Consumers can be clustered based on their product-related check-all-that-apply (CATA) responses. We identify two paradoxes that can occur if these clusters are derived from conventional similarity coefficients. The first paradox is that clustering similar consumers can nullify within-cluster sensory differentiation of products. The second paradox is that consumers who check many attributes yet disagree can be clustered together, whereas consumers
Castura, J.C. (2021). Consumer hedonic studies with incomplete block designs. In: Workshop: A journey of consumer segmentation. History and a discussion of current “preference” segmentation approaches based on incomplete and complete test designs (Zach, J., Rothman, L., Carr, B.T., Thomas, H., Castura, J.C.). 14th Pangborn Sensory Science Symposium, 9-12 August. Online. (Workshop Oral). DOWNLOAD
A retail simulation study for investigating product choice and choice satisfaction: A case study involving kombucha
Kombucha is a fermented tea that is rapidly growing in popularity in the United States. As part of a larger consumer study conducted in Portland, Oregon, kombucha consumers (n=1303, 68% female, aged 18-86, USA)participated in an online retail simulation test. They evaluated 9 commercial products (bottle images) and made choice selections in a retail simulation.
Ralph Waldo Emerson once cautioned that “a foolish consistency is the hobgoblin of little minds.” In this talk, this quote is playfully considered in light of consumer diversity as manifested in sensory evaluation studies.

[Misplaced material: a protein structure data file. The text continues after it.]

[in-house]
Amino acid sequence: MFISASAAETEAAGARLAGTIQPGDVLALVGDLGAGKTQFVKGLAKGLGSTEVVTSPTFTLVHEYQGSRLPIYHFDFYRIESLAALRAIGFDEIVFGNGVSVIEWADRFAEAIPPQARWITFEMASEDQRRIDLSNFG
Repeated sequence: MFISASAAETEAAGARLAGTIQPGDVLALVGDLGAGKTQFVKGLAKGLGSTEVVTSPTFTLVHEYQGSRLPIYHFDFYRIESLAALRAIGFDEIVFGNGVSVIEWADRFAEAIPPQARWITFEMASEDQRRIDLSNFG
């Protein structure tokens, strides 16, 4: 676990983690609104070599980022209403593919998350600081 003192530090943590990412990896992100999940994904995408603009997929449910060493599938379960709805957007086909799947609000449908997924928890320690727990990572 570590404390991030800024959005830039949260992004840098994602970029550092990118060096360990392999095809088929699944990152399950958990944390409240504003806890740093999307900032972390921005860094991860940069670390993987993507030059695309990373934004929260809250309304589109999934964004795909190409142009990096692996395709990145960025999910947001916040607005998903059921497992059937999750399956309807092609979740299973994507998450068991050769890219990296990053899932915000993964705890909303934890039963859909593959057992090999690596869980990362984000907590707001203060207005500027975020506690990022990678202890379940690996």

Sensory discrimination test methods are widely used by industry to guide decision-making. Interpretation increasingly relies on Thurstonian-derived models, which use mathematics to encode psychological decision-making rules, and map method-dependent results onto a putative method-independent discriminable distance (d′). It is also possible to estimate the response bias, or tau (τ), in some test methods, such as the same-different test method. Rousseau
Over the last decade, so-called rapid methods for sensory evaluation have been developed to permit consumers to characterize products. The possibility to analyze both sensory perception data and hedonic and other data arising from the same consumers presents new opportunities, but also new challenges to investigate hedonic drivers and other interesting aspects.
For the check-all-that-apply (CATA) question format, it is good practice to vary the attribute list order between evaluations to account for possible (and likely) position bias in the data. If attribute lists are to be randomized, the question is how to allocate these attribute lists orders.
Best practice recommendations for attribute order in Check-All-That-Apply (CATA) and related test methodologies
It is well documented that the position of attributes in a Check-All-That-Apply (CATA) question can bias responses. As positional biases cannot be eliminated, they are balanced across products via experimental designs, ensuring each attribute appears with equal frequency in each position for each product. But what is the best way to allocate attribute list orders?
Studies that investigate drivers of consumer liking involve both descriptive sensory and consumer data collection. These two components can be run in parallel to reduce project time, but at significant expense.
Check-all-that-apply (CATA) questionnaires have seen a widespread use recently. In this paper, we briefly review some of the existing approaches to analyze data obtained from such a study. Proposed extensions to these methods include a generalization of Cochran’s Q to test for product differences across all attributes, and a more informative penalty analysis.